Electrifying in its vivid clarity, Hard Art, DC 1979 presents Pulitzer Prize-winning photojournalist Lucian Perkins, as he captures the spirit and excitement of the primordial state of DC hardcore. Spanning four DC hardcore punk shows in the fall and winter of 1979, Perkins illuminates legendary performances by Trenchmouth and the Bad Brains through luscious black and white photography. Equally representative of the era’s performers and burgeoning communities as it is of its fashion and fans, the intimacy of Perkins’ photos offer more than just your typical concert snapshot. Presented with essays by DC natives Henry Rollins (S.O.A., Black Flag) and Alec MacKaye (The Untouchables, The Faith), the book foregoes the pitfalls of nostalgia, offering compelling commentary and analysis on the formative stage of DC punk and its relation to the world today. This book is a must-have for any fan of hardcore/punk history!
This unique and lively political history by the Washington historian and journalist James Srodes focuses on half a dozen young professionals born in the late 19th century who lived near one another On Dupont Circle (Counterpoint, $26). The group included Felix Frankfurter, Walter Lippmann, and the three Dulles siblings, John Foster, Allen, and Eleanor, all of whom would become prominent in their respective fields—as would Franklin and Eleanor Roosevelt, who also moved into the neighborhood in the pre-World War I era. Early progressives, their idealism fueled their efforts to create a better world. And if Roosevelt was disappointed by the compromises of the Treaty of Versailles, Srodes shows that these remarkable individuals’ unflagging belief in humanity is a legacy still very much alive today.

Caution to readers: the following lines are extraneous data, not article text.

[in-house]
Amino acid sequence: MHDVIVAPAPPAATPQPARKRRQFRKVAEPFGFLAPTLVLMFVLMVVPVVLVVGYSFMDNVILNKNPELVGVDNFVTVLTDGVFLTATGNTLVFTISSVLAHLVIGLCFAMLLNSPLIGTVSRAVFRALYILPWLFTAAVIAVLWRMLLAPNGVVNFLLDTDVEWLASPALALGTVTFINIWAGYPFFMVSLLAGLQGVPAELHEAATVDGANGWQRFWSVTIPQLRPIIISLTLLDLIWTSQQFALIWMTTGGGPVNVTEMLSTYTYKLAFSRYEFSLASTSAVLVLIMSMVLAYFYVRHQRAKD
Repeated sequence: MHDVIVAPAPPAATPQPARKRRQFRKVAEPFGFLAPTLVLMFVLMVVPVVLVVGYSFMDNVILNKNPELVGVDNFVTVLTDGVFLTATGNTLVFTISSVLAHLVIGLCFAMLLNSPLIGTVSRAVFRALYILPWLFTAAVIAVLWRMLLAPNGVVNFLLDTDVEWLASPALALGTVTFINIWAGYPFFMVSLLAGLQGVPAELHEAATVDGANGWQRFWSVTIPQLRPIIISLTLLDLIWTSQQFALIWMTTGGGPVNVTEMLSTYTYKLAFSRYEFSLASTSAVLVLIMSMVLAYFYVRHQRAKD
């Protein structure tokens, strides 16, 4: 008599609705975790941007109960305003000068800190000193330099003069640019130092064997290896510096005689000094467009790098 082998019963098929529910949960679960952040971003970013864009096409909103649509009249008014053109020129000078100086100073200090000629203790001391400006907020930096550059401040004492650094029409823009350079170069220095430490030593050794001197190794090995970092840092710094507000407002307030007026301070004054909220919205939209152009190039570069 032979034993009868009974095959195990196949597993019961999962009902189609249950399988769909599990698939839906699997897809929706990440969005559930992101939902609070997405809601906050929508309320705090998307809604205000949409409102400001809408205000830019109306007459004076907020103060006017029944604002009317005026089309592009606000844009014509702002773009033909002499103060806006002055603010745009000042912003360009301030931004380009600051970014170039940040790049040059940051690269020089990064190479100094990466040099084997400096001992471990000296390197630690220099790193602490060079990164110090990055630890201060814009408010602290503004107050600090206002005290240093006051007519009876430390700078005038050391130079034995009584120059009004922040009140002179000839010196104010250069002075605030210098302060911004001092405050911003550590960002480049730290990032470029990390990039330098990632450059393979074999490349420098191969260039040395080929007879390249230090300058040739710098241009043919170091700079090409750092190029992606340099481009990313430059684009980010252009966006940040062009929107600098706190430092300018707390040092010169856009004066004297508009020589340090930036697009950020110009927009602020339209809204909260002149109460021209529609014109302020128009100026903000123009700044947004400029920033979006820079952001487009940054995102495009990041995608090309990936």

As a kid, I loved to take the bus down Georgia Avenue and then walk. There was a tiny used-book store where I could look at books by black authors. I could see what photographs were in the windows of Scurlock studios. It was considered a dangerous area, but during the day it was full of life. I rode through there after the riots in 1968 and saw smoke still smoldering in many of the shop fronts. U Street was the cultural heart of the city. For blacks the restaurants and theaters served up the cream of black entertainers and sports figures: Lena Horne, Duke Ellington, the great jazz and blues stars. Ball players like Satchel Paige and Josh Gibson could leave nearby Griffith Stadium and head out to U Street to celebrate. In WASHINGTON’S U STREET (Johns Hopkins Univ., $29.95), Blair A. Ruble takes us back to the days before Jim Crow, when U street was a mixed community, then looks at the post-Jim Crow era, when it was central to black cultural and social life, and moves on to today, and its spectacular revitalization.